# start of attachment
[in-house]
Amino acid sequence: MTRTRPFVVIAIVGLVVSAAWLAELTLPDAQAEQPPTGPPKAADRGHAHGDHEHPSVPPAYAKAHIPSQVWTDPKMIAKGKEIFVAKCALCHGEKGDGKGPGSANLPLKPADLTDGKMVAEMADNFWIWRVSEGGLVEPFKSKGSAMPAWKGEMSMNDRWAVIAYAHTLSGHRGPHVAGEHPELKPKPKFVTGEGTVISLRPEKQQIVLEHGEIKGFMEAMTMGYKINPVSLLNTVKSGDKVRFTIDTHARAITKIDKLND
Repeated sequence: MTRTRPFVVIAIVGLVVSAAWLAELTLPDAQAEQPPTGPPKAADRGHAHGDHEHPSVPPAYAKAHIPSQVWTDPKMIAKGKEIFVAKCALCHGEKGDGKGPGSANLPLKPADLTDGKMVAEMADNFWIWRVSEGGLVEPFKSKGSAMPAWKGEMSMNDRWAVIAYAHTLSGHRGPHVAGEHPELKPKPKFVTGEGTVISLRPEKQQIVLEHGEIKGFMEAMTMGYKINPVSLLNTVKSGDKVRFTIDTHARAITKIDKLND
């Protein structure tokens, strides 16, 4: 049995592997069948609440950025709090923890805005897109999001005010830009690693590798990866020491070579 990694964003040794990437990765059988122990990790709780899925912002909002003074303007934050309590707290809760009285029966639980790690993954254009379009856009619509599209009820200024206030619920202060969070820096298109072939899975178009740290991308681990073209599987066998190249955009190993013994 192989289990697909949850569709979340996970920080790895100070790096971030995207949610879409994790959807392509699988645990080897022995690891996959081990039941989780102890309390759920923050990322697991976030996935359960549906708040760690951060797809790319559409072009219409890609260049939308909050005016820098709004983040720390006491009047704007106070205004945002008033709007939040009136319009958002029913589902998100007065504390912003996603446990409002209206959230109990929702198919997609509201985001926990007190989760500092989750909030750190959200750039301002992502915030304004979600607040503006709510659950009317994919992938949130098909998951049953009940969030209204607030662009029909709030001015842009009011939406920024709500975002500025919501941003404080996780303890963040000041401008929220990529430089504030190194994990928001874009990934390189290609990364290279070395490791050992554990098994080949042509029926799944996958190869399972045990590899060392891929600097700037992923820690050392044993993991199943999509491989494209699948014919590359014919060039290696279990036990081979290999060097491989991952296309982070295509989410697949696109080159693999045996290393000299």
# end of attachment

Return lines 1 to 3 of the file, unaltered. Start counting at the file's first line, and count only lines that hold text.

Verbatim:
[in-house]
Amino acid sequence: MTRTRPFVVIAIVGLVVSAAWLAELTLPDAQAEQPPTGPPKAADRGHAHGDHEHPSVPPAYAKAHIPSQVWTDPKMIAKGKEIFVAKCALCHGEKGDGKGPGSANLPLKPADLTDGKMVAEMADNFWIWRVSEGGLVEPFKSKGSAMPAWKGEMSMNDRWAVIAYAHTLSGHRGPHVAGEHPELKPKPKFVTGEGTVISLRPEKQQIVLEHGEIKGFMEAMTMGYKINPVSLLNTVKSGDKVRFTIDTHARAITKIDKLND
Repeated sequence: MTRTRPFVVIAIVGLVVSAAWLAELTLPDAQAEQPPTGPPKAADRGHAHGDHEHPSVPPAYAKAHIPSQVWTDPKMIAKGKEIFVAKCALCHGEKGDGKGPGSANLPLKPADLTDGKMVAEMADNFWIWRVSEGGLVEPFKSKGSAMPAWKGEMSMNDRWAVIAYAHTLSGHRGPHVAGEHPELKPKPKFVTGEGTVISLRPEKQQIVLEHGEIKGFMEAMTMGYKINPVSLLNTVKSGDKVRFTIDTHARAITKIDKLND